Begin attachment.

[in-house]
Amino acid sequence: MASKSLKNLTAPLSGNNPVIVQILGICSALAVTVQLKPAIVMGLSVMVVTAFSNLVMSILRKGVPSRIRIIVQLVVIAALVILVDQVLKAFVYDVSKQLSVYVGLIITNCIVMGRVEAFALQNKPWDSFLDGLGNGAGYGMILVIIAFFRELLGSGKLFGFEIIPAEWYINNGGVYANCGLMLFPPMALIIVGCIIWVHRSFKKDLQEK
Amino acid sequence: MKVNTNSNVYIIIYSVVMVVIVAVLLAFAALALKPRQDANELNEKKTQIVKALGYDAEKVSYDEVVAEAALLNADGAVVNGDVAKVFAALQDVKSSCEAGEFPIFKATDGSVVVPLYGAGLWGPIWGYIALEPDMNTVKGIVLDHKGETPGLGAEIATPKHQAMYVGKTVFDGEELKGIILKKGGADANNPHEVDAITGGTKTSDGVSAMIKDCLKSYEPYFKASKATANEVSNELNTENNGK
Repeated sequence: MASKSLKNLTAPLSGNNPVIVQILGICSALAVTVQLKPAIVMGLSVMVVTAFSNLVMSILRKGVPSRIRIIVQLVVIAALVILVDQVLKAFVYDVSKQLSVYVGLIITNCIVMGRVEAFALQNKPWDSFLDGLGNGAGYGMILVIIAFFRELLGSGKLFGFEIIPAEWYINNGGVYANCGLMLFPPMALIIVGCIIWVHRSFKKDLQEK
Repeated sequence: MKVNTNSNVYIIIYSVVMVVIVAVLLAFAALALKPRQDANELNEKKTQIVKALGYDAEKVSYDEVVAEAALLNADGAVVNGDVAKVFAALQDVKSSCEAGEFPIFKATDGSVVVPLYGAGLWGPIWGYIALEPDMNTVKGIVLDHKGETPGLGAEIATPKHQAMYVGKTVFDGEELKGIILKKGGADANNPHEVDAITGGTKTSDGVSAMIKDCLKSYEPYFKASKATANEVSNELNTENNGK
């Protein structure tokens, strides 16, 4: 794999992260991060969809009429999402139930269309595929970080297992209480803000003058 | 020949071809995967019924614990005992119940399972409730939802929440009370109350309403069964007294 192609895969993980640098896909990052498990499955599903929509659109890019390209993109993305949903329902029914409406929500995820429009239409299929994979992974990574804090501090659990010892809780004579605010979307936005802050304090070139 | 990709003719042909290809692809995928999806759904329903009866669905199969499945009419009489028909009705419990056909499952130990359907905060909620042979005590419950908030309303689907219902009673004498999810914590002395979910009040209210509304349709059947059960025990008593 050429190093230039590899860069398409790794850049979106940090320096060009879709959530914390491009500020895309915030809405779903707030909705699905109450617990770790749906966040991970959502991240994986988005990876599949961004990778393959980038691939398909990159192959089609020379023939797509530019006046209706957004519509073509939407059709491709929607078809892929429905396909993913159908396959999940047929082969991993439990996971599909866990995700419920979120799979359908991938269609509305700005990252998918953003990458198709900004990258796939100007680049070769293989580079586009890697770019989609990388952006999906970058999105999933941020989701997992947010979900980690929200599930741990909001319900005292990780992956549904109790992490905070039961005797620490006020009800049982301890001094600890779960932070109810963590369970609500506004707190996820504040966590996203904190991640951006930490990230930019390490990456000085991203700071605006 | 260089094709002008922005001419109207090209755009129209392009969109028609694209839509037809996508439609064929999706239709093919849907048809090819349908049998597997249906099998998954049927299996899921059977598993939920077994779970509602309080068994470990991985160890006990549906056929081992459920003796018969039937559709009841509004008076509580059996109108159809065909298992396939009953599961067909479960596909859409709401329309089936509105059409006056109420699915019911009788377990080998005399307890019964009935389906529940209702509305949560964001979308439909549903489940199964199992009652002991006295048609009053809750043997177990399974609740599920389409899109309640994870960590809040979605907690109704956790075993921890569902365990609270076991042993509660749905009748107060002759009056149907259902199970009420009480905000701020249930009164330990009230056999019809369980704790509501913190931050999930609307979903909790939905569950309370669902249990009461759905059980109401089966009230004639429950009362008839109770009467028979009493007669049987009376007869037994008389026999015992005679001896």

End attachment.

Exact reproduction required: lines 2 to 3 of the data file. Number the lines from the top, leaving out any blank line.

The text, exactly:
Amino acid sequence: MASKSLKNLTAPLSGNNPVIVQILGICSALAVTVQLKPAIVMGLSVMVVTAFSNLVMSILRKGVPSRIRIIVQLVVIAALVILVDQVLKAFVYDVSKQLSVYVGLIITNCIVMGRVEAFALQNKPWDSFLDGLGNGAGYGMILVIIAFFRELLGSGKLFGFEIIPAEWYINNGGVYANCGLMLFPPMALIIVGCIIWVHRSFKKDLQEK
Amino acid sequence: MKVNTNSNVYIIIYSVVMVVIVAVLLAFAALALKPRQDANELNEKKTQIVKALGYDAEKVSYDEVVAEAALLNADGAVVNGDVAKVFAALQDVKSSCEAGEFPIFKATDGSVVVPLYGAGLWGPIWGYIALEPDMNTVKGIVLDHKGETPGLGAEIATPKHQAMYVGKTVFDGEELKGIILKKGGADANNPHEVDAITGGTKTSDGVSAMIKDCLKSYEPYFKASKATANEVSNELNTENNGK